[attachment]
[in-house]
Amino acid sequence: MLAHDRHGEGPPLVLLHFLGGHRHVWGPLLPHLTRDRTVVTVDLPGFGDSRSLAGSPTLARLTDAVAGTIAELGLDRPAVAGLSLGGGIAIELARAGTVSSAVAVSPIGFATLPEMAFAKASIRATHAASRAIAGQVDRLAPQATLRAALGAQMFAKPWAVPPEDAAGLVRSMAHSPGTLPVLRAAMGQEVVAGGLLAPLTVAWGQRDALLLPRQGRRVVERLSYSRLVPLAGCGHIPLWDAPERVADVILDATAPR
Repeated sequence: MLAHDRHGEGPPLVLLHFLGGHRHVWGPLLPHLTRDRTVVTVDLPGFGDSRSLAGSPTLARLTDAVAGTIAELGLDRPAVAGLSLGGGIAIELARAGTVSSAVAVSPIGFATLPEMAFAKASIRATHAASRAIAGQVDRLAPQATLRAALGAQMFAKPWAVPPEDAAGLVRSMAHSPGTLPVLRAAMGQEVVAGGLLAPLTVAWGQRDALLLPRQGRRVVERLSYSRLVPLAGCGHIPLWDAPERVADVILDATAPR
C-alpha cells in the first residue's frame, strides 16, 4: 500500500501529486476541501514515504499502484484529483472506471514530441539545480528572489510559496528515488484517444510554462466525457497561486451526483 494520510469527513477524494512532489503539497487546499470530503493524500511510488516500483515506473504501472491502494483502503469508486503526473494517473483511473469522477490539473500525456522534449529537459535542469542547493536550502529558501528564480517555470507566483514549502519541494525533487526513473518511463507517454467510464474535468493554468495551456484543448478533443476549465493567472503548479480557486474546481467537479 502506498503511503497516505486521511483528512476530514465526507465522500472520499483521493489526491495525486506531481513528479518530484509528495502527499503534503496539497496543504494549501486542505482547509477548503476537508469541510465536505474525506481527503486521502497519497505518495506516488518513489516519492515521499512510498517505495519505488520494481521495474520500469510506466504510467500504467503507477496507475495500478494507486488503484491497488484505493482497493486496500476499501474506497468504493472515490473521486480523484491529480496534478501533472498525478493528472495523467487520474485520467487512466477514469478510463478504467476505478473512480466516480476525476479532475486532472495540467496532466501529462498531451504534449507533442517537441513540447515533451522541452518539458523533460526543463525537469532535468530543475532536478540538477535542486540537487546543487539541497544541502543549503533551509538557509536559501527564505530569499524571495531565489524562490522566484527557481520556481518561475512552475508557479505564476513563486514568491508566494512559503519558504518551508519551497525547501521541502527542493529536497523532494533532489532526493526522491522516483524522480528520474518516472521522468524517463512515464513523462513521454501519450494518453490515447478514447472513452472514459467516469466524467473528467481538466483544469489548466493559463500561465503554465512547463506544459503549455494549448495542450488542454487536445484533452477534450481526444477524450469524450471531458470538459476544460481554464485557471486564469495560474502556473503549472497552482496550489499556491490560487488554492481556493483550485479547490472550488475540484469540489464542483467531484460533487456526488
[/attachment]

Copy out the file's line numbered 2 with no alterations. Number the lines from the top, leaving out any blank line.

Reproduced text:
Amino acid sequence: MLAHDRHGEGPPLVLLHFLGGHRHVWGPLLPHLTRDRTVVTVDLPGFGDSRSLAGSPTLARLTDAVAGTIAELGLDRPAVAGLSLGGGIAIELARAGTVSSAVAVSPIGFATLPEMAFAKASIRATHAASRAIAGQVDRLAPQATLRAALGAQMFAKPWAVPPEDAAGLVRSMAHSPGTLPVLRAAMGQEVVAGGLLAPLTVAWGQRDALLLPRQGRRVVERLSYSRLVPLAGCGHIPLWDAPERVADVILDATAPR